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The Guardian - AU
The Guardian - AU
Staff and agencies

Ukraine war has ‘profound impact’ on Asia, Blinken says, with eye on China’s ambitions

A Ukrainian tank heads toward Bakhmut, in eastern Ukraine. Antony Blinken has said China is watching what happens in Ukraine very carefully.
A Ukrainian tank heads toward Bakhmut, in eastern Ukraine. Antony Blinken has said China is watching what happens in Ukraine very carefully. Photograph: Aris Messinis/AFP/Getty Images

US secretary of state Antony Blinken has warned that Russia’s invasion of Ukraine has a “profound impact” on Asia, saying that China is watching “very carefully” how Washington and the world respond to Vladimir Putin’s war.

Speaking on the heels of a visit to Moscow by Chinese president Xi Jinping, Blinken told a Senate foreign relations hearing that if Russia was allowed to attack its neighbour with impunity, it would “open a Pandora’s box” for would-be aggressors and lead to a “world of conflict”.

“The stakes in Ukraine go well beyond Ukraine ... I think it has a profound impact in Asia, for example,” Blinken said, noting that Japan and South Korea had been major supporters of Ukraine in the conflict.

This week, Japanese prime minister Fumio Kishida made a surprise visit to Ukraine, laying a wreath for the dead at a church in Bucha and meeting President Volodymyr Zelenskiy, at the same time as Xi was being treated to state dinners and raising a glass of wine with Putin in Moscow.

Russia’s invasion has led to debates about how the war will affect China’s military thinking regarding Taiwan, the self-governing island that Beijing sees as sovereign Chinese territory, to be “unified” by force if necessary.

Blinken said on Wednesday that he agreed with the CIA’s assessment that China would have the ability to invade Taiwan by 2027.

“I think if China’s looking at this [war in Ukraine] – and they are looking at it very carefully – they will draw lessons for how the world comes together, or doesn’t, to stand up to this aggression,” Blinken said.

Predictions of an invasion within the decade are usually about China’s capability. The director general of Taiwan’s national security bureau and its defence minister have said China would reach full invasion capability by, respectively, 2023 and 2025. Later dates are often based on China’s intention, picking years with symbolic significance for the Chinese Communist party (CCP).

The number of Taiwan’s diplomatic allies is dwindling, with debt-ridden Honduras saying this month it would begin establishing ties with Beijing instead, claiming Taiwan did not respond to its request to double its annual aid to $100m. Now only 13 countries recognise Taiwan as a country.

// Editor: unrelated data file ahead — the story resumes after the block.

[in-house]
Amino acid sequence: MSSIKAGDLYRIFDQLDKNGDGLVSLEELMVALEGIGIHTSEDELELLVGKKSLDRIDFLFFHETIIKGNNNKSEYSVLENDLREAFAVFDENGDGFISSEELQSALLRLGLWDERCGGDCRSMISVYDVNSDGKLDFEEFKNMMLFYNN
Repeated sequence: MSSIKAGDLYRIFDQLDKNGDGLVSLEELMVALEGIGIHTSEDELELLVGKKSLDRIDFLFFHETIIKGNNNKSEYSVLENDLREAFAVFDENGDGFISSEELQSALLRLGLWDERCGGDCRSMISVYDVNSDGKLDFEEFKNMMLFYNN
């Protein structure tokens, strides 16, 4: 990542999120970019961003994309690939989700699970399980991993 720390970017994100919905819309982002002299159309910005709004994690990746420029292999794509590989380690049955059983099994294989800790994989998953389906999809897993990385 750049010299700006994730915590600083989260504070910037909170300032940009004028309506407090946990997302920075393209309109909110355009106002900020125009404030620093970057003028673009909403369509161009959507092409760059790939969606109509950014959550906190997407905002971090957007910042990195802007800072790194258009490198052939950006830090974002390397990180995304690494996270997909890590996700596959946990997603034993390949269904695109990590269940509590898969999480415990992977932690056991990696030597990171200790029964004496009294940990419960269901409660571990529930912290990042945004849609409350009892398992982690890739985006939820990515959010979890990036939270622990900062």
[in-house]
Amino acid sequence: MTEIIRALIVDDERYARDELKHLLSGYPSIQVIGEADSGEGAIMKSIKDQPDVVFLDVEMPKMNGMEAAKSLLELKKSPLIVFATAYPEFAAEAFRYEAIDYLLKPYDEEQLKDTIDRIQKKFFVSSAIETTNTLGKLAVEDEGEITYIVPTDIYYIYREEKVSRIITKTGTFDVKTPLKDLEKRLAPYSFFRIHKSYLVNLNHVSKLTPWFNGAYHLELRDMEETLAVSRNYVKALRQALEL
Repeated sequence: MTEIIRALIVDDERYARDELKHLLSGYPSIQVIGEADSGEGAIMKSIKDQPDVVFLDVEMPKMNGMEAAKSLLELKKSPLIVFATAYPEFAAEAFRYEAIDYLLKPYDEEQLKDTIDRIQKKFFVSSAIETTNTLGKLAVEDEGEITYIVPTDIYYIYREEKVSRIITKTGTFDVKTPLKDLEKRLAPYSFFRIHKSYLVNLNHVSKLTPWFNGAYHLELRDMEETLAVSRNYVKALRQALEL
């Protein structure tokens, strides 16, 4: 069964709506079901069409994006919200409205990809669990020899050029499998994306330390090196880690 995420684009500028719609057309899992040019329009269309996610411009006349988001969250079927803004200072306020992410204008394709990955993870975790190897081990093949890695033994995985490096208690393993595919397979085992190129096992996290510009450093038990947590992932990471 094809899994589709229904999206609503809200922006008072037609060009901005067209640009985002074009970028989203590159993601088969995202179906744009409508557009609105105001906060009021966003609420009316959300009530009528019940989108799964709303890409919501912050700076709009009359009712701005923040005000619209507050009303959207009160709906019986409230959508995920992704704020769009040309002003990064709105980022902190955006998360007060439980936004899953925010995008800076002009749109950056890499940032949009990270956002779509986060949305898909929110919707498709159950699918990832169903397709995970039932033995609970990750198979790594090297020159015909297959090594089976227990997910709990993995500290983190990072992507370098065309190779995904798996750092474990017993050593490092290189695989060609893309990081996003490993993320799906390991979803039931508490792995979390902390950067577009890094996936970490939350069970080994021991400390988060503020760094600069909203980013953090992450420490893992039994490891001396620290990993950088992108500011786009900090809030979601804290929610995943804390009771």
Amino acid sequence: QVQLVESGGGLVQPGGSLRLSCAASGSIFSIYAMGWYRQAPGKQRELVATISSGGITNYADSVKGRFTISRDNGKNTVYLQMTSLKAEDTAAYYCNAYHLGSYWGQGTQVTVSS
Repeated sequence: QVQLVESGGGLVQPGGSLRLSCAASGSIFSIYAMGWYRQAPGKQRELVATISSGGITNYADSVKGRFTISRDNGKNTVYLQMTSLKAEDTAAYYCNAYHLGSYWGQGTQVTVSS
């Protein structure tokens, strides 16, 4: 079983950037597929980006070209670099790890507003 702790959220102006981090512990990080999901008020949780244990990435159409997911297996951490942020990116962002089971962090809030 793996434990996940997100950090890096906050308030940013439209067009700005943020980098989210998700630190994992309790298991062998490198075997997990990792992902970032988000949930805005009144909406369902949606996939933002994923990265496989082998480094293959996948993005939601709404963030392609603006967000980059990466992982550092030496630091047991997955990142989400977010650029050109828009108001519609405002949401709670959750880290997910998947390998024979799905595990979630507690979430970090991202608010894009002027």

Taiwan’s former president Ma Ying-jeou will visit China next week in the first visit by a current or former leader since the defeated Nationalist Chinese government fled to the island at the end of the civil war in 1949.

Despite the warm welcome Xi received in Moscow this week, Blinken said he did not believe that China had been providing lethal aid to support Russia’s invasion of Ukraine.

“As we speak today, we have not seen them cross that line,” Blinken told a separate Senate subcommittee hearing on Wednesday. “They have a marriage of convenience – I’m not sure if it’s conviction. Russia is very much a junior partner in this relationship,” he said, noting that China’s political and material support for Russia went against Washington’s interests.

Blinken has publicly warned for weeks that China is considering Russian requests for weapons to fight in Ukraine, with some reports indicating limited shipments by Chinese companies to Moscow.

Blinken was responding on Wednesday to questions about President Joe Biden’s $63bn budget request – a rise of 11% – to face threats posed by Russia and China.

“The post-cold war world is over, and there is an intense competition under way to determine what comes next,” he said.

On the first of two days of testimony to Congress, Blinken also said the US would encourage other countries to extradite Putin if he visits after an arrest warrant issued by the international criminal court (ICC).

“I think that anyone who is a party to the court and has obligations should fulfil their obligations,” Blinken said.

But he stopped short of saying the US, which is not part of the ICC, would do so itself, calling the question “hypothetical”.

“I don’t think he has any plans to travel here soon,” he said of Putin.

With Reuters and Agence France-Presse

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